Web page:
FAFSA login turns to tighter security

By Salvador Godoy, Staff Writer

Students applying for financial aid through FAFSA will no longer use four-digit pins as the U.S. Department of Education has modernized the process by unveiling the new Federal Student Aid (FSA) ID last May.

The FSA ID is a username and password login authentication which replaces the former four-digit PIN number when accessing to the FAFSA personal information.

The Department of Education states on the Student Federal Aid website that having a username and password is much more secure than a PIN because there is less personally identifiable information given online. The fewer times an individual has to enter personally identifiable information over the Internet, the safer he or she is.

Student Maria Uribe said the process of setting up the FSA ID was easier to do since the implementation.

“There were no troubleshooting issues on my end when applying,” Uribe said.

However, previously, FAFSA required appliers to provide his or her name, date of birth and Social Security number to receive the four-digit numeric codes assigned the Department of Education.

Adding an extra layer of security to a personal verification account can bring positive outcomes.

Identify theft is the most common crime that repetitively occurs in to millions of Americans.

According to the 2014 Bureau of Justice Statistics (BJS), there were 17.6 million U.S residents who were affected by identify theft, the most common was misusing personal information for other fraudulent purposes.

Financial Aid Supervisor Monica Rodriguez said the uplifted security measures is the first important element when students provide their personal information on their FAFSA application.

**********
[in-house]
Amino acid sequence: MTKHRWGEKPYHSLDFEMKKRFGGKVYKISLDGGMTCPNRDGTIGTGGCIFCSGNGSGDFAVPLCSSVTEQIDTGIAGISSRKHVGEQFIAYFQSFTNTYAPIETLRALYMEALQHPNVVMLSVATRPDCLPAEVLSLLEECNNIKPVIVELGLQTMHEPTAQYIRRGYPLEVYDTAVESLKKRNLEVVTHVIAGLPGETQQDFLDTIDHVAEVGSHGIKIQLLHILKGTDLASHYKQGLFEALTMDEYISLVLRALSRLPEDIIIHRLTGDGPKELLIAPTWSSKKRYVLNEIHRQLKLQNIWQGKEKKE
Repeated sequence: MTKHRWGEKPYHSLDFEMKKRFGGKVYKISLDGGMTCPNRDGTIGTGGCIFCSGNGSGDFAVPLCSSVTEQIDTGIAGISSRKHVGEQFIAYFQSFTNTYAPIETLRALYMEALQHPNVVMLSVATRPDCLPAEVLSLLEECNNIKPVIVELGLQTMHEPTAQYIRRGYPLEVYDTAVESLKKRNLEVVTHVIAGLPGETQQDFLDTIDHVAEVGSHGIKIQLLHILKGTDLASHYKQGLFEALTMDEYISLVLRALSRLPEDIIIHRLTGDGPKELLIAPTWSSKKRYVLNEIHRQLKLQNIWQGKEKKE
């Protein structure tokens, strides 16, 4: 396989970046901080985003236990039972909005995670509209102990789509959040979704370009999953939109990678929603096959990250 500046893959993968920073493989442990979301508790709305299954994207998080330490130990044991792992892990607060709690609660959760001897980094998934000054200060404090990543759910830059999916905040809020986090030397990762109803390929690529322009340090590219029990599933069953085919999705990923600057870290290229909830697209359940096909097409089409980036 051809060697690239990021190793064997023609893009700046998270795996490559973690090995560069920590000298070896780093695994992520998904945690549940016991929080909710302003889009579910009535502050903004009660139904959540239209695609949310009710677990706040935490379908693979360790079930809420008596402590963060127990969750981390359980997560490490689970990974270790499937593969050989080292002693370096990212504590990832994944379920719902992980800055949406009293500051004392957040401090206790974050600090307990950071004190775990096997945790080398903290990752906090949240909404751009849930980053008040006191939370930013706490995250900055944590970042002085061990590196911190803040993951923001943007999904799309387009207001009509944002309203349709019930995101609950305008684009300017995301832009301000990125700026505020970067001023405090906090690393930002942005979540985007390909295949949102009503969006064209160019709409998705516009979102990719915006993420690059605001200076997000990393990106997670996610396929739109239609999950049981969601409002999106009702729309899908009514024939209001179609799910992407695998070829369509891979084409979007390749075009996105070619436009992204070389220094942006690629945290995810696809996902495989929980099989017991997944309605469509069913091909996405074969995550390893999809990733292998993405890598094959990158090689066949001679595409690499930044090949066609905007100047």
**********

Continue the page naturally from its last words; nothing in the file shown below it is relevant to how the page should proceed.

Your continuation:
“It’s all for the purpose of increased security measures. All the information is being protected as much as possible,” she said.

Financial Aid Assistant Patricia Herrera said the new FSA ID should become less of a hassle over time for students to file their FAFSA application because it requires less information.

“This is the first time the FSA ID has (been used), but students will get used to the modified feature,” Herrera said.

FAFSA applications consist of numerous amounts  of sensitive information that students expect to remain secure. 

Rodriguez said some students have had difficulty in setting up their FSA ID. The most common areas were answering security spy questions and remembering relevant dates in their life.   

Student Gashaw Takele who recently completed his 2016-17 FAFSA application said the new FSA ID login system denied him numerous of times when filing the application.

“It was a frustrating moment while each time I typed my username and password, the website was aggravating and rejected me to complete my application,” Takele said.

Rodriguez said the Financial Aid Office is offering assistance to address any problems and streamline the process.

“In order to try to address these issues for students to receive more help, they should attend the computer lab hours (in SSC-104), which are provided once or twice a week,” Rodriguez said.

Those wishing to apply for financial aid should additionally visit the college’s financial aid website for more details about forms, policies and the student loan application, Rodriguez said.